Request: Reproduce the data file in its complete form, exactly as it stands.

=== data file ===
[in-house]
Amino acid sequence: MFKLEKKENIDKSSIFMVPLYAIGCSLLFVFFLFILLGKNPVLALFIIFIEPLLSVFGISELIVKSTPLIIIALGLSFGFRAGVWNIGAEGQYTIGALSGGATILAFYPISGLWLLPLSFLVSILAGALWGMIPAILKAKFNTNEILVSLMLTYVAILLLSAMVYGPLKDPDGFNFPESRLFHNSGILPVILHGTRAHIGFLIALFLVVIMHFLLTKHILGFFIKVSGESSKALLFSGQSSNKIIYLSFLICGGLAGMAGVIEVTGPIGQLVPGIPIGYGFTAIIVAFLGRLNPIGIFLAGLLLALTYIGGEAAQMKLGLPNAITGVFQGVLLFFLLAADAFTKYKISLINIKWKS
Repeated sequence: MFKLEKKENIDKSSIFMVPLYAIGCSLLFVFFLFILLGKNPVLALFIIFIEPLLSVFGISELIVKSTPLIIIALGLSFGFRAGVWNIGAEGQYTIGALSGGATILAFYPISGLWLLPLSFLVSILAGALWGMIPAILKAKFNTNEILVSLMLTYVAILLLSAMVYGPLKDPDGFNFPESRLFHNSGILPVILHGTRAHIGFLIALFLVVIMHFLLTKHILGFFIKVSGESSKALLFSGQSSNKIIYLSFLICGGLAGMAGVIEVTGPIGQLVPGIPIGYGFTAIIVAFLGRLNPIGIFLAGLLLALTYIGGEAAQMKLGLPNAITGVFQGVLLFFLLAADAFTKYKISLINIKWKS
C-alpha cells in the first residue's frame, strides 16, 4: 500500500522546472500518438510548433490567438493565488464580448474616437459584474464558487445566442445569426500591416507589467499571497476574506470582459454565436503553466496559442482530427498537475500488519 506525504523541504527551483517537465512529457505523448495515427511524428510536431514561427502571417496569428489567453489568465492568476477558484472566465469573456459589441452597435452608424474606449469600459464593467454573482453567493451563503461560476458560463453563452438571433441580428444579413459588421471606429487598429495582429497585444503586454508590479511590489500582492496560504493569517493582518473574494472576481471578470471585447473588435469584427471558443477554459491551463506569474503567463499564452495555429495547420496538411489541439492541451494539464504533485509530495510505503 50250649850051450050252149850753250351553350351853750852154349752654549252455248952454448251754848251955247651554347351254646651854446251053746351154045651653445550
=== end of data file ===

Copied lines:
[in-house]
Amino acid sequence: MFKLEKKENIDKSSIFMVPLYAIGCSLLFVFFLFILLGKNPVLALFIIFIEPLLSVFGISELIVKSTPLIIIALGLSFGFRAGVWNIGAEGQYTIGALSGGATILAFYPISGLWLLPLSFLVSILAGALWGMIPAILKAKFNTNEILVSLMLTYVAILLLSAMVYGPLKDPDGFNFPESRLFHNSGILPVILHGTRAHIGFLIALFLVVIMHFLLTKHILGFFIKVSGESSKALLFSGQSSNKIIYLSFLICGGLAGMAGVIEVTGPIGQLVPGIPIGYGFTAIIVAFLGRLNPIGIFLAGLLLALTYIGGEAAQMKLGLPNAITGVFQGVLLFFLLAADAFTKYKISLINIKWKS
Repeated sequence: MFKLEKKENIDKSSIFMVPLYAIGCSLLFVFFLFILLGKNPVLALFIIFIEPLLSVFGISELIVKSTPLIIIALGLSFGFRAGVWNIGAEGQYTIGALSGGATILAFYPISGLWLLPLSFLVSILAGALWGMIPAILKAKFNTNEILVSLMLTYVAILLLSAMVYGPLKDPDGFNFPESRLFHNSGILPVILHGTRAHIGFLIALFLVVIMHFLLTKHILGFFIKVSGESSKALLFSGQSSNKIIYLSFLICGGLAGMAGVIEVTGPIGQLVPGIPIGYGFTAIIVAFLGRLNPIGIFLAGLLLALTYIGGEAAQMKLGLPNAITGVFQGVLLFFLLAADAFTKYKISLINIKWKS
C-alpha cells in the first residue's frame, strides 16, 4: 500500500522546472500518438510548433490567438493565488464580448474616437459584474464558487445566442445569426500591416507589467499571497476574506470582459454565436503553466496559442482530427498537475500488519 506525504523541504527551483517537465512529457505523448495515427511524428510536431514561427502571417496569428489567453489568465492568476477558484472566465469573456459589441452597435452608424474606449469600459464593467454573482453567493451563503461560476458560463453563452438571433441580428444579413459588421471606429487598429495582429497585444503586454508590479511590489500582492496560504493569517493582518473574494472576481471578470471585447473588435469584427471558443477554459491551463506569474503567463499564452495555429495547420496538411489541439492541451494539464504533485509530495510505503 50250649850051450050252149850753250351553350351853750852154349752654549252455248952454448251754848251955247651554347351254646651854446251053746351154045651653445550